Marriage and divorce are cultural events that change and shift over time. The manner in which both were viewed in decades past is not the same as the modern interpretations. When it comes to divorce, the way that we view the end of a marriage is far removed from the ways that our parents and grandparents approached the topic. In today’s society, divorce is not the definitive end of a relationship between Texas spouses.
In fact, the end of a marriage is now often perceived more as a beginning of a new relationship between a former husband and wife. This is especially true in cases in which a couple shares children. Because parenting requires a high level of communication and cooperation between former spouses, the end of a marriage does not sever the need for continued interaction.
Couples who are preparing to divorce may find it beneficial to acknowledge the ties that will remain once the marriage ends. In some cases, a great deal of difficulty adjusting to a divorce can be avoided if both partners work with their own therapist to work through their emotional reaction to the change. Another option lies in working jointly with a parenting specialist to create a co-parenting plan that can ease the transitions to come.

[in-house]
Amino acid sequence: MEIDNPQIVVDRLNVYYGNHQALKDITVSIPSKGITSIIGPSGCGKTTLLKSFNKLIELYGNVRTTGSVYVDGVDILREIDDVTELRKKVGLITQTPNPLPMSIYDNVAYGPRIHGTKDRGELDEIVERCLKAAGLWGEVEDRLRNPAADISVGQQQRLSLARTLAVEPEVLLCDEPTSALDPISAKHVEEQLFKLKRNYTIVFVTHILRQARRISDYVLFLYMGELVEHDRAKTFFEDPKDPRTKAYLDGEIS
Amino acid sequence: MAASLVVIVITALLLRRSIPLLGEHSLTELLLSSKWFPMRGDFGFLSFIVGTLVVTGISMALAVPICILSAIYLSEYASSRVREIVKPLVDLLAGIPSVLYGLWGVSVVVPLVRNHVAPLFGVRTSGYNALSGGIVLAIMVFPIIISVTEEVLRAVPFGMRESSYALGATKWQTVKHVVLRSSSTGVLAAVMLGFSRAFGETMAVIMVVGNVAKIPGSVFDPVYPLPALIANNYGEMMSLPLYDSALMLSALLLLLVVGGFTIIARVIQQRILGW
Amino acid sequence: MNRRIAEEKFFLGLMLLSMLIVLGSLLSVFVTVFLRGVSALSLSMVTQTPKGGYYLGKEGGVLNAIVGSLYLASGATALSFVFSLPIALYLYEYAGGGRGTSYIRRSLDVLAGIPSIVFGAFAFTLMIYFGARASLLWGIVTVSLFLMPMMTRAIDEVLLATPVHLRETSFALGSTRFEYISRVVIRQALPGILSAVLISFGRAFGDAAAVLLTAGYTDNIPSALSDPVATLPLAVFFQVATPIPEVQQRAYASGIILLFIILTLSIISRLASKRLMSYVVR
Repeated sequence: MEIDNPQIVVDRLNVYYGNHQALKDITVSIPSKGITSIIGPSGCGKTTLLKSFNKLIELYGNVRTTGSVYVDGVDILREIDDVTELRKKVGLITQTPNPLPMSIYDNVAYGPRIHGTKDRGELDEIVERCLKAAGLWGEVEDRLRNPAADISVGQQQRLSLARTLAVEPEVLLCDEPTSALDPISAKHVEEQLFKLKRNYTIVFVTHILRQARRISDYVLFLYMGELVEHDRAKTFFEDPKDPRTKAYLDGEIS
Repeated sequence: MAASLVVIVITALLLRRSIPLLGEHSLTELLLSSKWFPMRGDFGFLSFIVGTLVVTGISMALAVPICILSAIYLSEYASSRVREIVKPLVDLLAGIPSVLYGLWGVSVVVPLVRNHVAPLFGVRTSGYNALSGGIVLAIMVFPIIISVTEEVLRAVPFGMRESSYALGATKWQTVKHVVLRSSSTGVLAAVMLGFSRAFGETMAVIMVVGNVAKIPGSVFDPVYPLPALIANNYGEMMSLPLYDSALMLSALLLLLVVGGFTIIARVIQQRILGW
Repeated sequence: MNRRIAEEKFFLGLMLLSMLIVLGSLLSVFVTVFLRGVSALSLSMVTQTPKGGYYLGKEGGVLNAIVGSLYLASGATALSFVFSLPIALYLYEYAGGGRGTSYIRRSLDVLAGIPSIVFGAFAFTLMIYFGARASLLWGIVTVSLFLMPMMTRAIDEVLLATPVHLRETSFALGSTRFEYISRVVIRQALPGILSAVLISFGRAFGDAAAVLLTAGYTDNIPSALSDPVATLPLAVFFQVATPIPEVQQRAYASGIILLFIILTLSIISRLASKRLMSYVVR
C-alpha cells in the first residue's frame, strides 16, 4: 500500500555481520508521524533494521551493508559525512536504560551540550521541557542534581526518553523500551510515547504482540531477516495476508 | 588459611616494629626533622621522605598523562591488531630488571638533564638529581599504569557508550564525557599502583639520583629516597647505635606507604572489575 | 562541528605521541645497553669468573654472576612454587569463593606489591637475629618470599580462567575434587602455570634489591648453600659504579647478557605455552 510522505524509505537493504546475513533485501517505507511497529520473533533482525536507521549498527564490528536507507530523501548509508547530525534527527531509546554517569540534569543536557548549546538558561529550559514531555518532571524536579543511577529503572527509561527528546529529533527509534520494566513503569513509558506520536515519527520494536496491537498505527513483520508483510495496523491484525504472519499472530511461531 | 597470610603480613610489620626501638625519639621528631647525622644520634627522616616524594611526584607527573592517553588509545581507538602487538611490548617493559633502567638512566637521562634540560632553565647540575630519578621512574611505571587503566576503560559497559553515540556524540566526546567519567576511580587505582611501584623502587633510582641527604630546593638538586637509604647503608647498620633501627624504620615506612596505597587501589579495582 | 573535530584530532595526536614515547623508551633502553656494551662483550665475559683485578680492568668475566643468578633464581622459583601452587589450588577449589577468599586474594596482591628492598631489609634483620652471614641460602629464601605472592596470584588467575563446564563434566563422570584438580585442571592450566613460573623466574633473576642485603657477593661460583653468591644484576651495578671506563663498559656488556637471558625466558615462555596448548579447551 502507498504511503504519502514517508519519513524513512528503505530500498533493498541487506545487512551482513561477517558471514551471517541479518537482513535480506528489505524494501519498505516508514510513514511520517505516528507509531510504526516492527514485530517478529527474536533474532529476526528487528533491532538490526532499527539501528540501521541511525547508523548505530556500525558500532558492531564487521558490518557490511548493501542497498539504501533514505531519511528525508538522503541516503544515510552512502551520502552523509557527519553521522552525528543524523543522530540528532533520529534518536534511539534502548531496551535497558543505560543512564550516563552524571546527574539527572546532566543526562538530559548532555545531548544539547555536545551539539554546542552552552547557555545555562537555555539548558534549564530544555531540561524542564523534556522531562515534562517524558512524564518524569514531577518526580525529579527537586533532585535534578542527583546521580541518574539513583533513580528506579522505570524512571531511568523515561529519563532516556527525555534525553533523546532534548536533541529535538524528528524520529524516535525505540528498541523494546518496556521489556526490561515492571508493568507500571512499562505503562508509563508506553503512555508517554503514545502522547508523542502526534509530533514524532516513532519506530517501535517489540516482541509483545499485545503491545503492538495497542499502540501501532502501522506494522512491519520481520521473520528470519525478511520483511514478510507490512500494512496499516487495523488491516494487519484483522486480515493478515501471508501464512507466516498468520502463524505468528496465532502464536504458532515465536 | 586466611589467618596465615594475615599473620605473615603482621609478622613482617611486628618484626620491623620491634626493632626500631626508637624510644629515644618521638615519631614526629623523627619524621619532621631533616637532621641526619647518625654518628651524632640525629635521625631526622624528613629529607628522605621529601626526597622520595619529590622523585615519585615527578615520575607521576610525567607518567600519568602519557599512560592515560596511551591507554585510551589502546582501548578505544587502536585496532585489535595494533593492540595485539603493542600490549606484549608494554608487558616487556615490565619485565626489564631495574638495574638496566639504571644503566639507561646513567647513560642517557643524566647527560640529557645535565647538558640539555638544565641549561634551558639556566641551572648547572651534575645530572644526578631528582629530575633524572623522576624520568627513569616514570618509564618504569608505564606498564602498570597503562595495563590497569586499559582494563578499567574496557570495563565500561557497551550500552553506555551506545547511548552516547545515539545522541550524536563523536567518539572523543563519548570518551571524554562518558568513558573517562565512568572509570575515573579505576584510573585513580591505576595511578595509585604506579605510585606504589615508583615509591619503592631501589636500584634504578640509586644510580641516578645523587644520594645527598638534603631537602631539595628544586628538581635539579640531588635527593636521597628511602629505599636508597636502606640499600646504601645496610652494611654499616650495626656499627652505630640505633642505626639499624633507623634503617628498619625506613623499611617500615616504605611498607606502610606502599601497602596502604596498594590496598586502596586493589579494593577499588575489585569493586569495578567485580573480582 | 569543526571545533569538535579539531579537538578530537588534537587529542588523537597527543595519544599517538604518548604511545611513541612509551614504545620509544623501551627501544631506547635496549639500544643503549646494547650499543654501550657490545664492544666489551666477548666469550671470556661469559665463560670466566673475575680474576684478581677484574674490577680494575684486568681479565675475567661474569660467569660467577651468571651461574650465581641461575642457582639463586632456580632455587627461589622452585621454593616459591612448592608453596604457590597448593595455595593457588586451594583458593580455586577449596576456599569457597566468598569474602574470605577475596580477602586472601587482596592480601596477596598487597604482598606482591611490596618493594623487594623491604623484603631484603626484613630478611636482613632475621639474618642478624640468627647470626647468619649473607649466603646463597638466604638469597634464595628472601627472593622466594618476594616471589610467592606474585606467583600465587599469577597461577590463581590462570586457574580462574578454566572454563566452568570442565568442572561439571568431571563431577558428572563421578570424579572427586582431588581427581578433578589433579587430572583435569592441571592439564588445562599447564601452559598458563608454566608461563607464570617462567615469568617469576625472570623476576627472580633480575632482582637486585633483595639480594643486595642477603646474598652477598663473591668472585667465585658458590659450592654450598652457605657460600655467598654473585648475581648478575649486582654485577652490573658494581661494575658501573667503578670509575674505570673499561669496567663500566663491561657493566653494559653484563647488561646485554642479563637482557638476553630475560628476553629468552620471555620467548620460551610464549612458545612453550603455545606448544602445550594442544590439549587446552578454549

When parents are able to anticipate a new form of relationship that will follow their divorce, it is possible to handle the adjustment period with grace. At the end of the day, parents have to set aside their own wants and needs to care for their children. Co-parenting is the perfect example of this, and requires a continuation of a relationship that many in Texas would prefer to leave behind. However, by taking a proactive stance on the matter, it is possible to ease the path for all involved.